We have a dreamy eater in our house. He’s not a picky eater. He will try new things – last week he rejected oysters, but declared that mushrooms and olives were great. He just eats so slowly that it feels like he’s never going to finish. At the other end of the table, we have No1 who is growing and eating furiously. “Slow down, taste it, don’t just shovel it in,” we direct to his corner. And then to dreamy No3, “Come on, eat something. Stop talking and take a bite. You won’t get big by thinking about it.”
Being a parent can be like clinging to an out-of-control carousel. You have to keep holding on in the moment, while worrying about the future and whether the whole thing will fly apart. You’ve been given this responsibility to grow and develop a person. It’s a continual stress about how each decision is going to impact on the way this person turns out. The madness of this worry is that the worry compounds and operates in circles. Should I worry that this child is going to get bad eating habits from an early age. Am I going to create poor habits from my repetitive words? But what if I say nothing and he doesn’t grow because he isn’t getting enough nutrients. I worry about getting the balance right.
Food is such a difficult topic for our society. We have an abundance of choice, and yet most of us are stuck in bad habits, eating processed foods full of sugar and salt. We justify our choices to ourselves and continue to eat as we did when we were children. A recent (long) article talked about how to relearn eating. It says “Many of the joys and pitfalls of children’s eating are still there for adults. As grown-ups, we may still reward ourselves with treats, just as our parents did, and continue to “clean our plates”, though they are no longer there to watch us. We still avoid what disgusts us, though we probably know better than to throw it under the table when no one is looking.”
I don’t want No3 to learn that he has to finish everything on his plate. I just want him to try everything that he is offered and to eat enough to sustain his skinny body into growing. “I’ll be so big when I’m grown up. Bigger than Dad!” Maybe, I think, if you’ll just eat some dinner. By the time he is 18, he will have sat through 6,570 dinners, picking away at his food. Telling some story about the 100 story bus he’s going to invent. “Two more bites,” I say. “Just focus on dinner and then you can wonder about how that bus is going to fit under bridges and inside tunnels.”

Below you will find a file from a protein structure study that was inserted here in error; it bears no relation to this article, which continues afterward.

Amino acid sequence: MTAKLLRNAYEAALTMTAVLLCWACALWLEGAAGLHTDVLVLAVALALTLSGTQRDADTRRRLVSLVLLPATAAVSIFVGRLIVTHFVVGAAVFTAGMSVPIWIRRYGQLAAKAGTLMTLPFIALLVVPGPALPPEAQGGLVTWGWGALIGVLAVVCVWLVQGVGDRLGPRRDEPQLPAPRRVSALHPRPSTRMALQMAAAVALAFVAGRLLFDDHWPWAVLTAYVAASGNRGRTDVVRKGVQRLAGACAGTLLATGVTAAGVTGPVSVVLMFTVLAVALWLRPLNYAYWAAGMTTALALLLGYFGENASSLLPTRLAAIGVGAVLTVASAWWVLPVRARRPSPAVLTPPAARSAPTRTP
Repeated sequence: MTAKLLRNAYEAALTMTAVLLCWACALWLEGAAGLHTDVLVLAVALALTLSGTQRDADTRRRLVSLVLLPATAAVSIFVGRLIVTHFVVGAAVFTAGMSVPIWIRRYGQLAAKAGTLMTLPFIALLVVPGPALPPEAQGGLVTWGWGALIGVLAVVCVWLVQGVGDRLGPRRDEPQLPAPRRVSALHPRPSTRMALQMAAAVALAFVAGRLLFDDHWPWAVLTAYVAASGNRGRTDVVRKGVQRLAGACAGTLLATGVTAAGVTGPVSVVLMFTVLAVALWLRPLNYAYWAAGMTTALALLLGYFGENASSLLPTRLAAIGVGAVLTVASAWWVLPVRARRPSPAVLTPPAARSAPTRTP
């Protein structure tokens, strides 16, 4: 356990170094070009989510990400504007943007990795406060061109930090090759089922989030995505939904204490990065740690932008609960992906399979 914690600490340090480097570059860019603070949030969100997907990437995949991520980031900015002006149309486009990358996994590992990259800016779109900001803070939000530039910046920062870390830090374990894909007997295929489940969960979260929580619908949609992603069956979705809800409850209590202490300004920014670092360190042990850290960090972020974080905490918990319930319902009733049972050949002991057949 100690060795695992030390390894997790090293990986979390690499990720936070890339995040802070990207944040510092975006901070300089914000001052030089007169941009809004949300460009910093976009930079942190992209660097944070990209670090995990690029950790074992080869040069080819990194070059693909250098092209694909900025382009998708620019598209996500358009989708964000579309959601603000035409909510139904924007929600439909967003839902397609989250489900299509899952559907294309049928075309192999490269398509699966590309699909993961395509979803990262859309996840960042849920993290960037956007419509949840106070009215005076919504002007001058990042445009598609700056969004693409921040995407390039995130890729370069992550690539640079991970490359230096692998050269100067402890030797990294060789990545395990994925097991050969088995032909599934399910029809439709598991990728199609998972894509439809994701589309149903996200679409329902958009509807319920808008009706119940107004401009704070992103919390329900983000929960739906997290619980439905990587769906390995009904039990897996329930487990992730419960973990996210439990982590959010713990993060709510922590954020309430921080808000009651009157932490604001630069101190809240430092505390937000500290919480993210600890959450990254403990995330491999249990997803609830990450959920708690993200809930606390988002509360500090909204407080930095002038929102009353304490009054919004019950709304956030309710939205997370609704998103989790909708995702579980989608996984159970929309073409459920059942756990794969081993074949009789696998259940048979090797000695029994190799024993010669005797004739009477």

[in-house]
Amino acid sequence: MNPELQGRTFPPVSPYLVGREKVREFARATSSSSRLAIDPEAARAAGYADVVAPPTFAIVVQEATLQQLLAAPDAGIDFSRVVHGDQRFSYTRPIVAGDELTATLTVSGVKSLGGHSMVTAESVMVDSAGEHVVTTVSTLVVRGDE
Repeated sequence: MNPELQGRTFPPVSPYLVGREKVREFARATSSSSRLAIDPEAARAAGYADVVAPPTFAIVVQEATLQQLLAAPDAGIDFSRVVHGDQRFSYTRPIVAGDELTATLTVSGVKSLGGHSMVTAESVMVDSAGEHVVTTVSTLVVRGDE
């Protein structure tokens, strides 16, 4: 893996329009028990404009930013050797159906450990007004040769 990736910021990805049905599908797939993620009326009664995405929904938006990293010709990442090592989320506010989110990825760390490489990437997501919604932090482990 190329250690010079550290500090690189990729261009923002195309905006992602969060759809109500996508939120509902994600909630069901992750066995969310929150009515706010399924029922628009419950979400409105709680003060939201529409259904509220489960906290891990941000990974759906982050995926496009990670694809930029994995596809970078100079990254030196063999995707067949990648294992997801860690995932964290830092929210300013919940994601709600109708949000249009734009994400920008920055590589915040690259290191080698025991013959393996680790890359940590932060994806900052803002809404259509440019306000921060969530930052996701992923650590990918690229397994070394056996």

At least he eats his vegetables without fuss. It’s something we have never had a problem with in our house. Probably because we model eating vegetables – we’ve always eaten them, so the kids do as well. By making no drama about them, vegetables are normal. Recipes for children that hide vegetables make no sense to me. They are just teaching people that vegetables aren’t palatable and you need to be tricked into eating them.
So I wonder – if eating vegetables is normal in our house because we make no drama about it – am I causing problems by making noise about getting No3 to eat faster. Maybe when he’s ten, like No1, we will be telling him to slow down and enjoy his food. Or perhaps he’s going to be one of those creative, mad scientists like JJ Thomson who had to be reminded to eat. So caught up in his own thoughts that the practicalities of life are overlooked. Time will tell.
In the short term, I’m sticking with “You have to eat if you want to grow.” This recipe, an Australian classic made into a salad, is one that No3 loved. It’s basically a salad version of shrimps on a Barbie. A perfect meal for a hot summer day and goes down nicely with a cold beer, or a crisp white wine.
Prawn salad with mango salsa
- Prawns (a few per person)
- Mixed salad leaves
- 1/3 cup Olive Oil
- 2/3 cup White Vinegar
- Cumin seeds
Peel the prawns. I left the heads on, as it looks nicer on the plate and retains more flavour and juiciness when they cook.
To make the salsa, peel the mango and cut out the stone. Chop the flesh into small pieces. Finely chop a red chili. The choice of chili is a personal taste, the smaller the chili variety, the hotter they are (generally). Mix the chopped mango and chili together and crack some pepper over the salsa.
To make the dressing, place the olive oil and vinegar into a bottle. Add cumin seeds, cracked pepper and a pinch of salt. Shake it together to make a vinaigrette.
BBQ the prawns quickly on a high heat until they are just pink.
Place the mixed salad leaves on a plate and scatter the prawns over the top. Sprinkle some of the salsa over the prawns and splash on the vinaigrette. If you want, you can also add some fresh lime juice to the vinaigrette to give it a fruitier tang. Just replace the equivalent amount of vinegar, so the balance of acid to oil remains the same.